“These islands are much more than sandy beaches and coconut palms – they provide critical ecosystem services such as habitats, fishing grounds [and] generations of human settlement, and often have deep cultural significance to indigenous communities.

“Ultimately, complete loss of some islands will also influence sovereignty and territorial claims.”

What are the implications of rising seas for Australia’s mangroves?

Professor Catherine Lovelock is ARC Laureate Fellow at the School of the Environment  at The University of Queensland.

“Without mangroves our coastlines have less protection against storms and floods. Mangroves slow flood waters and they can reduce saltwater penetration onto the land. We need them to store carbon, for our fisheries, for biodiversity and to have cleaner oceans,” Lovelock said.

“The effect of sea-level rise on mangroves of Australia is going to vary around the coast and over time as sea-level rise accelerates. Where mangroves fringe the water and are growing at mean sea level, they might be able to build soil elevation to keep pace with sea-level rise for a while, but eventually they will be overwhelmed, and losses of mangroves will be observed. The greater the effort to control climate change, the more mangroves will survive to guard our coasts.”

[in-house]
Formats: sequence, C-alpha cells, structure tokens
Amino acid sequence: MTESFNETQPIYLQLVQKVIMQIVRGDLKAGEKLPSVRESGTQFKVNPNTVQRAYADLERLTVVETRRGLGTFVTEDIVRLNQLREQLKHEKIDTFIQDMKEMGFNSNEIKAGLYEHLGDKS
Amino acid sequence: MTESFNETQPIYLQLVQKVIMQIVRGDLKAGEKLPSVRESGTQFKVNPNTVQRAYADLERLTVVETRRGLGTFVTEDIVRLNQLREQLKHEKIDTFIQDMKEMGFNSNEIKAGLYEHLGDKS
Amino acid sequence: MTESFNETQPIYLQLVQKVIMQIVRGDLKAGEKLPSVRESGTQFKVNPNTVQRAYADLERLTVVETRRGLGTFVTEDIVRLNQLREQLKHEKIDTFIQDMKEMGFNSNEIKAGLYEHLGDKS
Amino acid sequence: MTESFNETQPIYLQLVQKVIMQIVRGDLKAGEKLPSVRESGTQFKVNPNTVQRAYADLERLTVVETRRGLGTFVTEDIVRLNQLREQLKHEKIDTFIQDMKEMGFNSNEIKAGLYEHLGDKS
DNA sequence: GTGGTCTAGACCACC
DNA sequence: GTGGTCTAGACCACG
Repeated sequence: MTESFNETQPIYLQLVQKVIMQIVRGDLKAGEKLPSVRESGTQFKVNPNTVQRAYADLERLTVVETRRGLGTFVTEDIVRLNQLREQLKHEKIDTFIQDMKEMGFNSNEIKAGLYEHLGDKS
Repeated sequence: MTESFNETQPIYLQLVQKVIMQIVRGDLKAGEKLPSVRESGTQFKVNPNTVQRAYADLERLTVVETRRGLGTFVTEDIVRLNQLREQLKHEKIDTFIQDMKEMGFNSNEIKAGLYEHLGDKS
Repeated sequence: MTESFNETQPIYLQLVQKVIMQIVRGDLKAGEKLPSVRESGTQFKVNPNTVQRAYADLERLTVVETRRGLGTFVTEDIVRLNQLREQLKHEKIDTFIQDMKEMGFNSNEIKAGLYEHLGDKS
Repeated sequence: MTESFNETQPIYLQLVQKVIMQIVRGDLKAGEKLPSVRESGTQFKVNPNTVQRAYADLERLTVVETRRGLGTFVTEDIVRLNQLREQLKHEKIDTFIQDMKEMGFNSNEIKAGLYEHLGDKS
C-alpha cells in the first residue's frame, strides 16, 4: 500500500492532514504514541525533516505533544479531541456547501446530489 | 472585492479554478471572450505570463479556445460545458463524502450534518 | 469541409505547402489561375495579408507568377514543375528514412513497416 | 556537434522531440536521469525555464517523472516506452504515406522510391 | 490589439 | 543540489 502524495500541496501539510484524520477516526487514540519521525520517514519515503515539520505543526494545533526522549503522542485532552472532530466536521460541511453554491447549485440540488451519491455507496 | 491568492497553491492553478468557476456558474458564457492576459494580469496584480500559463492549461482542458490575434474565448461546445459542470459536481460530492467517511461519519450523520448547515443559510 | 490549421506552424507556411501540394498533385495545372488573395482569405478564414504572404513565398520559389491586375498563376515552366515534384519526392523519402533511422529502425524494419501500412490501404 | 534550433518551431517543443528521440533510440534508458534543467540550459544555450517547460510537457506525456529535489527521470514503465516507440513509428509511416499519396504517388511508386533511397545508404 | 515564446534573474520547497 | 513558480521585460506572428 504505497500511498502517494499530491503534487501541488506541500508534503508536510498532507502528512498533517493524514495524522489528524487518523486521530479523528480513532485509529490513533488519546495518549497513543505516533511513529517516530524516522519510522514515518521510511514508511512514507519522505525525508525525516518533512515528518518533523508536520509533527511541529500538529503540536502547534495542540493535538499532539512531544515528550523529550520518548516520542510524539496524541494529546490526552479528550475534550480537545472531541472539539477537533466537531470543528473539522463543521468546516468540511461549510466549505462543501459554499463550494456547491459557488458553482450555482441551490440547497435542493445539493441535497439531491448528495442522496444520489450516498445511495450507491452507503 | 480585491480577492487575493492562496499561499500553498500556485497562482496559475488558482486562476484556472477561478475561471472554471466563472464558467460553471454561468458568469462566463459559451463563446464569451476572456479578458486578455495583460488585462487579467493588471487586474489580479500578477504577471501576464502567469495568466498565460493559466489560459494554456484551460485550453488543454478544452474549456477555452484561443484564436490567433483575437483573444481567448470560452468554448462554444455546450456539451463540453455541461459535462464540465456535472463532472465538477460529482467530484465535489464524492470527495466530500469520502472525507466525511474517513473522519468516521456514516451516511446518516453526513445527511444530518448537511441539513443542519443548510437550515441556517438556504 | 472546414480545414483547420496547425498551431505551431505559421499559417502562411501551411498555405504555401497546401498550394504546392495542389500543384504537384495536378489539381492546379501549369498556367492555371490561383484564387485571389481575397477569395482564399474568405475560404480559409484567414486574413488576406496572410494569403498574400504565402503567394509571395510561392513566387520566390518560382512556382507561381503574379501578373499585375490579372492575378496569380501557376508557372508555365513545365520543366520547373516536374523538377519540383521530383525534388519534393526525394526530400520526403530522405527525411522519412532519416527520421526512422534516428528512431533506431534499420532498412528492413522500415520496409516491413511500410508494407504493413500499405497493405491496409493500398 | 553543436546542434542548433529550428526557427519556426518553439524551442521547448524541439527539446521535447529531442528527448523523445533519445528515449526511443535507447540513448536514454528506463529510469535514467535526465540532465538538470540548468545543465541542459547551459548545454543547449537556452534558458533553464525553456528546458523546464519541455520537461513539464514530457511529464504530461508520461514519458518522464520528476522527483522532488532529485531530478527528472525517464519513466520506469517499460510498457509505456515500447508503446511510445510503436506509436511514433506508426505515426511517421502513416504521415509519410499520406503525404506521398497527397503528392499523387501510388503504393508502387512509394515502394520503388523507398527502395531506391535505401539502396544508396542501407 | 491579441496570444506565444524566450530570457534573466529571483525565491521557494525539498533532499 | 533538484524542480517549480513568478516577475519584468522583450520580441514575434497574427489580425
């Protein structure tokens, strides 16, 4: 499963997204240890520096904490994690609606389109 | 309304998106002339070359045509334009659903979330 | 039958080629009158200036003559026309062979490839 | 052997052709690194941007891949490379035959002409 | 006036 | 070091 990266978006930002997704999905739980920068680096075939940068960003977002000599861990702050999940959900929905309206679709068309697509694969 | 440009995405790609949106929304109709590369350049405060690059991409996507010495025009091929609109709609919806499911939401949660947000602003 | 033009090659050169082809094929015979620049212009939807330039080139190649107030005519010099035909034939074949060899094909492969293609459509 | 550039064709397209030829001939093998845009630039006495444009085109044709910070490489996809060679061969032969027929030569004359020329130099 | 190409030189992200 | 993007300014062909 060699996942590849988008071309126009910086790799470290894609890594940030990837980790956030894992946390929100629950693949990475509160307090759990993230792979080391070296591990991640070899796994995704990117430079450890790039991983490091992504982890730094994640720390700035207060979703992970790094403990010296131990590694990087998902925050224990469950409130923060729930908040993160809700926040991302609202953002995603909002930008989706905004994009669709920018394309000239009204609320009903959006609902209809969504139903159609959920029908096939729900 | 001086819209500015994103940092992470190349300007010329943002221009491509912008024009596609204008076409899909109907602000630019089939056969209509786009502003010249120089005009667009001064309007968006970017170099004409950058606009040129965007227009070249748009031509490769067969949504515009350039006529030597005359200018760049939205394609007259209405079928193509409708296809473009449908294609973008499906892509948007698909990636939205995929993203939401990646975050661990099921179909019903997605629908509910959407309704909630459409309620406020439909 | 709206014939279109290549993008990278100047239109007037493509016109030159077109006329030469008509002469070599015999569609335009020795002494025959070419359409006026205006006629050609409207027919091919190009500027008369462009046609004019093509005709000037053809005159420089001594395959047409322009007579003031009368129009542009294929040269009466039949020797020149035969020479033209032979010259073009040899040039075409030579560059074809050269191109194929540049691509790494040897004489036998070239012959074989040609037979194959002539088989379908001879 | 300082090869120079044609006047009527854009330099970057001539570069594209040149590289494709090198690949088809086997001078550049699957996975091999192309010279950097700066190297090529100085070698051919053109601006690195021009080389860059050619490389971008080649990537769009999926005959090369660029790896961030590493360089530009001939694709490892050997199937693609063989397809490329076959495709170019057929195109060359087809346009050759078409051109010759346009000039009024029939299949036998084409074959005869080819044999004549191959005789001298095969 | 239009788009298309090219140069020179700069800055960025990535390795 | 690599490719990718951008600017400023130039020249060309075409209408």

Widespread retreat of coastal habitat is likely at warming levels above 1.5°C



Several coastal ecosystems, most notably mangroves and tidal marshes, show biogenic feedbacks facilitating adjustment to relative sea-level rise (RSLR), including the sequestration of carbon and the trapping of mineral sediment. The stability of reef-top habitats under RSLR is similarly linked to reef-derived sediment accumulation, and the vertical accretion of protective coral reefs. The persistence of these ecosystems under high rates of RSLR is contested.